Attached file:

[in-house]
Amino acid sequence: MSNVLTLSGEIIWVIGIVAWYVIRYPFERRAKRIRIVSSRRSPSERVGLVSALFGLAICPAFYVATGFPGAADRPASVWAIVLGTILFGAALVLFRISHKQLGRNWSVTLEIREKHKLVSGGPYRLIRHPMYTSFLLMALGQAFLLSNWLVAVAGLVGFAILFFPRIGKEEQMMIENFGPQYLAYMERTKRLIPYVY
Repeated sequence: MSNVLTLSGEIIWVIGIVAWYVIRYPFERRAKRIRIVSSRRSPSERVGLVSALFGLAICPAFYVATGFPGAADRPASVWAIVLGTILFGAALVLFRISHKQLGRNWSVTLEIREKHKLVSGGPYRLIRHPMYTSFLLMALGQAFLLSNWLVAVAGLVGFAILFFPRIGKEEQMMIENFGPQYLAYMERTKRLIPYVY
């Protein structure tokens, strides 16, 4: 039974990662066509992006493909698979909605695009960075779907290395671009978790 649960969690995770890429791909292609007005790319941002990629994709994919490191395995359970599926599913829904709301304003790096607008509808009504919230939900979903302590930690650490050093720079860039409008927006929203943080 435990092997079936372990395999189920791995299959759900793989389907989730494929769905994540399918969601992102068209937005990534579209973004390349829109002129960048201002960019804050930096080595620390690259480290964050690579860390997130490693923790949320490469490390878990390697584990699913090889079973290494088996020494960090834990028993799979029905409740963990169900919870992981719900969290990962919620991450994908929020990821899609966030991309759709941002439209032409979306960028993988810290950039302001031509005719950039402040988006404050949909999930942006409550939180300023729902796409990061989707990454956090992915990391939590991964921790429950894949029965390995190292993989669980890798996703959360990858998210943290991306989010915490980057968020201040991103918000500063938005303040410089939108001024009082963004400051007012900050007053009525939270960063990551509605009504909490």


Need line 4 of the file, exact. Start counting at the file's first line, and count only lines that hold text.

């Protein structure tokens, strides 16, 4: 039974990662066509992006493909698979909605695009960075779907290395671009978790 649960969690995770890429791909292609007005790319941002990629994709994919490191395995359970599926599913829904709301304003790096607008509808009504919230939900979903302590930690650490050093720079860039409008927006929203943080 435990092997079936372990395999189920791995299959759900793989389907989730494929769905994540399918969601992102068209937005990534579209973004390349829109002129960048201002960019804050930096080595620390690259480290964050690579860390997130490693923790949320490469490390878990390697584990699913090889079973290494088996020494960090834990028993799979029905409740963990169900919870992981719900969290990962919620991450994908929020990821899609966030991309759709941002439209032409979306960028993988810290950039302001031509005719950039402040988006404050949909999930942006409550939180300023729902796409990061989707990454956090992915990391939590991964921790429950894949029965390995190292993989669980890798996703959360990858998210943290991306989010915490980057968020201040991103918000500063938005303040410089939108001024009082963004400051007012900050007053009525939270960063990551509605009504909490």